Since the floating gate is electrically isolated, any charge stored on the floating gate is trapped. Storing sufficient charge on the floating gate will create an inversion channel between source and drain of the FET. Thus, the presence or absence of charge on the floating gate can represent two distinct data states.
FLOTOX transistors are selectively programmed by transferring electronic charges through the thin gate oxide onto the floating gate by Fowler-Nordheim tunneling. With the substrate voltage held at ground, the control gate is raised to a sufficiently high positive voltage so that electrons are transferred from the substrate to the floating gate by tunneling through the insulating thin gate oxide. The Fowler-Nordheim tunneling process is reversible. The floating gate can be erased by grounding the control gate and raising the drain voltage to a sufficiently high positive voltage to transfer electrons out of the floating gate to the drain terminal of the transistor by tunneling through the insulating gate oxide. The voltage applied to the control gate during programming is higher than the voltage applied to the drain during erasure because, while the erasure voltage is applied directly across the gate oxide, the programming voltage is applied to the control gate and capacitively coupled onto the floating gate.
The transistors can be selectively reprogrammed in the same manner as described above, since the Fowler-Nordheim tunneling process is nondestructive. The programming and erasure voltages which effect Fowler-Nordheim tunneling are higher than the voltages normally used in reading the memory. The Fowler-Nordheim tunneling effect is negligible at the lower voltages used in reading the memory, allowing a FLOTOX transistor to maintain its programmed state for years if subjected only to normal read cycles.
Since reprogrammable nonvolatile memory is useful for DRAM die identification and reconfiguring and remapping defective DRAM memory cells, it is desired to implement EEPROM through floating gate transistor structures which are compatible with existing DRAM processing steps.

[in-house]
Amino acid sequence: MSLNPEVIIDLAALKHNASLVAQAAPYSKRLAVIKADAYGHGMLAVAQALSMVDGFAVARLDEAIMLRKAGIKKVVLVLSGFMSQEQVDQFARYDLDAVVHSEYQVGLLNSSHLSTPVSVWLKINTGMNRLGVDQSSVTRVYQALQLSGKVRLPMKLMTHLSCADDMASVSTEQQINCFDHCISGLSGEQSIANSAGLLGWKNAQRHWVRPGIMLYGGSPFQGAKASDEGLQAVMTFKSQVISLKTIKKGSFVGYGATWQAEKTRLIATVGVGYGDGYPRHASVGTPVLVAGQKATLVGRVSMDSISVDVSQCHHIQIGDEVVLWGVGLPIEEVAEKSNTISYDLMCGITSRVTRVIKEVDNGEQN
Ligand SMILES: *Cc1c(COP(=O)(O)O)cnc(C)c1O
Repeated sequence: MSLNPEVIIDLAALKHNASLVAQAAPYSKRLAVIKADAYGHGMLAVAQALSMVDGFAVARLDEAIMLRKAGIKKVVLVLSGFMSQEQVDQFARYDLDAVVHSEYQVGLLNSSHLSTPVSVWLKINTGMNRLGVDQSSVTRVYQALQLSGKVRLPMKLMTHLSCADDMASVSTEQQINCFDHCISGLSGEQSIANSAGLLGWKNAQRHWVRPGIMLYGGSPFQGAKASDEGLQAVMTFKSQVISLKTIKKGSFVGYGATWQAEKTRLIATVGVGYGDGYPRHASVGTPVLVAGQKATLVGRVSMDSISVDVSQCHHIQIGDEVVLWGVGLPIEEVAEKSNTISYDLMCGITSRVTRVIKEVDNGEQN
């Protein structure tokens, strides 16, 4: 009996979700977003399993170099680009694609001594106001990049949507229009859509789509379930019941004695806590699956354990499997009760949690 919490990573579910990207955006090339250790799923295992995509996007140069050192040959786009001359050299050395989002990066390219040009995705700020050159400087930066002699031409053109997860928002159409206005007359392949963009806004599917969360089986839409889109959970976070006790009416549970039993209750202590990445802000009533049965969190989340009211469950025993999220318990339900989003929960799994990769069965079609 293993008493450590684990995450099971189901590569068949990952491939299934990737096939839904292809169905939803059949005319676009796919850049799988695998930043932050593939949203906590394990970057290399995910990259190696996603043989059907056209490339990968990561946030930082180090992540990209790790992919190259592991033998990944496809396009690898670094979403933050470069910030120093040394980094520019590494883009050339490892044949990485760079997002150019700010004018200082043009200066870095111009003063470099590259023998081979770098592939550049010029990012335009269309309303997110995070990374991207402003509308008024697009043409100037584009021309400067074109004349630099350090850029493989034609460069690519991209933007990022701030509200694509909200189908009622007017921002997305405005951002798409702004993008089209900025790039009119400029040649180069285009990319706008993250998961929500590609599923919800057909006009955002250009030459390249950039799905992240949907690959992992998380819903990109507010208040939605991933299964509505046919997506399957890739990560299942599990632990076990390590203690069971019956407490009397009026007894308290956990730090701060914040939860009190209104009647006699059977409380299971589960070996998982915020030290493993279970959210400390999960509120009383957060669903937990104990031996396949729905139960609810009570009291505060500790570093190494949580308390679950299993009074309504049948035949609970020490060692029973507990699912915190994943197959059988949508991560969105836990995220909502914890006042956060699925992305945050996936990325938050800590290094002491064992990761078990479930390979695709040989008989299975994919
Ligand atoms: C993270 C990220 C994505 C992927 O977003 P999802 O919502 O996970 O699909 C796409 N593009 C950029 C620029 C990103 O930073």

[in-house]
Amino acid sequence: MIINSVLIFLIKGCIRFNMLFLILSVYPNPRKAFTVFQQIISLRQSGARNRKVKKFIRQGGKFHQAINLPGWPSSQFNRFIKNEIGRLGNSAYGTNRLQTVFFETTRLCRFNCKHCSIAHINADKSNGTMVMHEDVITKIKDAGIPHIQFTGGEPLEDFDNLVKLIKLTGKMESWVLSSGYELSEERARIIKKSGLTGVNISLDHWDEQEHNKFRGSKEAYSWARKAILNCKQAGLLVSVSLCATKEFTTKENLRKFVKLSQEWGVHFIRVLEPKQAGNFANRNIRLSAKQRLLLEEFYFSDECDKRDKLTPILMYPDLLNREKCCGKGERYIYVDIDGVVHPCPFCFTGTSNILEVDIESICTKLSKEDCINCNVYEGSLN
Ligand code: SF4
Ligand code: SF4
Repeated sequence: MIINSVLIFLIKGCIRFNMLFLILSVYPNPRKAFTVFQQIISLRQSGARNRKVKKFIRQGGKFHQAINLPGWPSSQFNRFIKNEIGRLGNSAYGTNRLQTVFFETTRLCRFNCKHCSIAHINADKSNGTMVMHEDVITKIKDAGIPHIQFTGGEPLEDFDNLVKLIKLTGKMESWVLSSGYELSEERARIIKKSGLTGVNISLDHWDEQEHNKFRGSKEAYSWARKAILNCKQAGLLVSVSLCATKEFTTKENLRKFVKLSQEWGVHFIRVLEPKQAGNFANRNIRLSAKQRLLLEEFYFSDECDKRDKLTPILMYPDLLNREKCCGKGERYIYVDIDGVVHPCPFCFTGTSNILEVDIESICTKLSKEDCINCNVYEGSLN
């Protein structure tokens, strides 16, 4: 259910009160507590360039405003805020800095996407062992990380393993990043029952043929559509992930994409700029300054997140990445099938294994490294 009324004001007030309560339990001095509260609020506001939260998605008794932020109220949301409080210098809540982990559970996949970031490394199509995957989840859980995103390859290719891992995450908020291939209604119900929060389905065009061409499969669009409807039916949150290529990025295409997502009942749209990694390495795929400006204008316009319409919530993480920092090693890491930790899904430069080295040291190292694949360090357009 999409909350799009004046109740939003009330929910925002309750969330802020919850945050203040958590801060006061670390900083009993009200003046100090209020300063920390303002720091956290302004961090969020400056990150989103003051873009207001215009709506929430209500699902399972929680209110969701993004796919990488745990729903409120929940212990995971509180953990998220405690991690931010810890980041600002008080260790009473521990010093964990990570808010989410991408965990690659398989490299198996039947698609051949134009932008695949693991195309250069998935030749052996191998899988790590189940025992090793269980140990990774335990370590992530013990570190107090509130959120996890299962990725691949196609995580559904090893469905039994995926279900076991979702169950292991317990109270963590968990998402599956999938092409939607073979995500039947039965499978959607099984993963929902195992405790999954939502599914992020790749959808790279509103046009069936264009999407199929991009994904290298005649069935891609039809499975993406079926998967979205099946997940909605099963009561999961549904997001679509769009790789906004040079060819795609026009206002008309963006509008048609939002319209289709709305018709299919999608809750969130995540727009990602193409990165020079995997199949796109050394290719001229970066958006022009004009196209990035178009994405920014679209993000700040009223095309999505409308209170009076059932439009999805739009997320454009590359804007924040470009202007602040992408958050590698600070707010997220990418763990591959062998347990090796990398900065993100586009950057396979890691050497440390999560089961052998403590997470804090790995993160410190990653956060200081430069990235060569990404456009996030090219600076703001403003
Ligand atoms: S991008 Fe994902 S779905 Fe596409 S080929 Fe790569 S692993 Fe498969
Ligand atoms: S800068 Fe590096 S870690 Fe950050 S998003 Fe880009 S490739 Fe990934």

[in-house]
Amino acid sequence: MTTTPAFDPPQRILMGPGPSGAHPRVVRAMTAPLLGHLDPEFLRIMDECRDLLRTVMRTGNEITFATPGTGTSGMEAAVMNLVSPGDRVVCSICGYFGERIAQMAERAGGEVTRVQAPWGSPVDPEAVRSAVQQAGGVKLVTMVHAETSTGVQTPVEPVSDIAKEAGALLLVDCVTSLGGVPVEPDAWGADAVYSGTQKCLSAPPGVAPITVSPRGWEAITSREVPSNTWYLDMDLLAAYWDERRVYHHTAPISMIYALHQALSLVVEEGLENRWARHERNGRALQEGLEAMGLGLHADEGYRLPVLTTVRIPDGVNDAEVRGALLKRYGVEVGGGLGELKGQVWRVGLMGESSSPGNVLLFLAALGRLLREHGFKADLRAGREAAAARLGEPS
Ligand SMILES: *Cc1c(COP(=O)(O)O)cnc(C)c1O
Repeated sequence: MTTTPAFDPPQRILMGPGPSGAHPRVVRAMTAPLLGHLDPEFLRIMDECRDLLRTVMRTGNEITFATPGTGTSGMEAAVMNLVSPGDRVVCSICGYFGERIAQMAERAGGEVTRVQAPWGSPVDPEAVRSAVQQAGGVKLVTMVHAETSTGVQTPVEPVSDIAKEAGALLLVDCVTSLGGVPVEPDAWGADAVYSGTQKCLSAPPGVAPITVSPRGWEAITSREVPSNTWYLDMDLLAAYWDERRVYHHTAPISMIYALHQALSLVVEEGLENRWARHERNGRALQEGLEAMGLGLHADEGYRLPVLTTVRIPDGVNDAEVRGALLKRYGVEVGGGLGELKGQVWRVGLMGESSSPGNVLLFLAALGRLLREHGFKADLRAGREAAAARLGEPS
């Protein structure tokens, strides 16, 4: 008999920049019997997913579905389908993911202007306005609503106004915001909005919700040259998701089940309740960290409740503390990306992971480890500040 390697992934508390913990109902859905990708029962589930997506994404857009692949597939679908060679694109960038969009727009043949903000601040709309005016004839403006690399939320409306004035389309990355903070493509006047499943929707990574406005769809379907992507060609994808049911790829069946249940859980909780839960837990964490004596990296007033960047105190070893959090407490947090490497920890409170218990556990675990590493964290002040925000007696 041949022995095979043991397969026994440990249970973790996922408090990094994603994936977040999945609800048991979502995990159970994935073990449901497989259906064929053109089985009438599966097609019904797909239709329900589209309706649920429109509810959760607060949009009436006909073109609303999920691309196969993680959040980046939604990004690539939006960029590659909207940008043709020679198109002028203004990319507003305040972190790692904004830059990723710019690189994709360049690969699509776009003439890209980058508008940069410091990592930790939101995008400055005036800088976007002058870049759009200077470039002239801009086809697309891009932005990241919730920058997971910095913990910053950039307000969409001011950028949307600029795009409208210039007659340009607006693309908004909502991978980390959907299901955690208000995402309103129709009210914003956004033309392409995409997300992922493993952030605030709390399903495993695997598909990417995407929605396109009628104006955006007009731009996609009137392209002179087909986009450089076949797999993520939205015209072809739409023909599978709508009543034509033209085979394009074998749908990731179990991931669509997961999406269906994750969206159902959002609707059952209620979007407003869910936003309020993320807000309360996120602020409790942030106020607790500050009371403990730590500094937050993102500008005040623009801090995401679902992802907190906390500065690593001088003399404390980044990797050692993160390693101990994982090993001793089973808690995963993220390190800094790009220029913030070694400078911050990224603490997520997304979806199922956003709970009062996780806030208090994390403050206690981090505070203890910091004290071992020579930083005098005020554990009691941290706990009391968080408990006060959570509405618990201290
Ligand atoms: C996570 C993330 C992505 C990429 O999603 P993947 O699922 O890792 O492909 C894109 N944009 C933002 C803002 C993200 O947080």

The present invention implements reprogrammable nonvolatile memory on a DRAM integrated circuit by forming a floating gate transistor using processing steps which are compatible with a conventional DRAM process.
In particular, the present invention describes a structure and method for forming a floating gate transistor by simultaneously creating a buried contact opening on both an EEPROM transistor gate and a DRAM access transistor source/drain diffusion. DRAM cell storage capacitors are fabricated in all the buried contact openings, including the buried contact openings on EEPROM transistor gates. Such storage capacitors are created using conventional DRAM process steps to form a conductive bottom plate layer, a thin dielectric layer, and a conductive top plate layer.
An EEPROM transistor gate and its associated bottom capacitor plate together form a floating gate completely surrounded by insulating material. The top capacitor plate is used as a control gate with which to program the EEPROM device transferring electrons through the transistor gate oxide by Fowler-Nordheim tunneling. Reading, writing, and erasing the EEPROM element are analogous to conventional floating-gate tunneling oxide (FLOTOX) EEPROM devices. In this way, conventional DRAM process steps are used to implement an EEPROM floating gate transistor nonvolatile memory element.
In one embodiment, the EEPROM transistor's associated bottom capacitor plate and control gate are fabricated on field oxide outside of the transistor's active area.